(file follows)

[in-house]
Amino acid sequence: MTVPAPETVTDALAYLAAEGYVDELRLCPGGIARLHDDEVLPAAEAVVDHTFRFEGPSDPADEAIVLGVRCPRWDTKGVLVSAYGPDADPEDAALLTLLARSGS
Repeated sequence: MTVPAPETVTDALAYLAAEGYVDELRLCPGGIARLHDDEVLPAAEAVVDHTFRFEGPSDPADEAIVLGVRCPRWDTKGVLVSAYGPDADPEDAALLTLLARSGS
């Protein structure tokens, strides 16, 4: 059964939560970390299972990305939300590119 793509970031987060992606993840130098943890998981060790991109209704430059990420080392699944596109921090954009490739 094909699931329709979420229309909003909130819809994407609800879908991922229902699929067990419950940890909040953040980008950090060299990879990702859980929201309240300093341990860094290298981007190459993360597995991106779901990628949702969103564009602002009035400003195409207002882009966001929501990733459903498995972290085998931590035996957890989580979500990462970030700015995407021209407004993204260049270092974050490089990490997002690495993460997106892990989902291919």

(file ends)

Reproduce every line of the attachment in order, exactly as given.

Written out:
[in-house]
Amino acid sequence: MTVPAPETVTDALAYLAAEGYVDELRLCPGGIARLHDDEVLPAAEAVVDHTFRFEGPSDPADEAIVLGVRCPRWDTKGVLVSAYGPDADPEDAALLTLLARSGS
Repeated sequence: MTVPAPETVTDALAYLAAEGYVDELRLCPGGIARLHDDEVLPAAEAVVDHTFRFEGPSDPADEAIVLGVRCPRWDTKGVLVSAYGPDADPEDAALLTLLARSGS
């Protein structure tokens, strides 16, 4: 059964939560970390299972990305939300590119 793509970031987060992606993840130098943890998981060790991109209704430059990420080392699944596109921090954009490739 094909699931329709979420229309909003909130819809994407609800879908991922229902699929067990419950940890909040953040980008950090060299990879990702859980929201309240300093341990860094290298981007190459993360597995991106779901990628949702969103564009602002009035400003195409207002882009966001929501990733459903498995972290085998931590035996957890989580979500990462970030700015995407021209407004993204260049270092974050490089990490997002690495993460997106892990989902291919």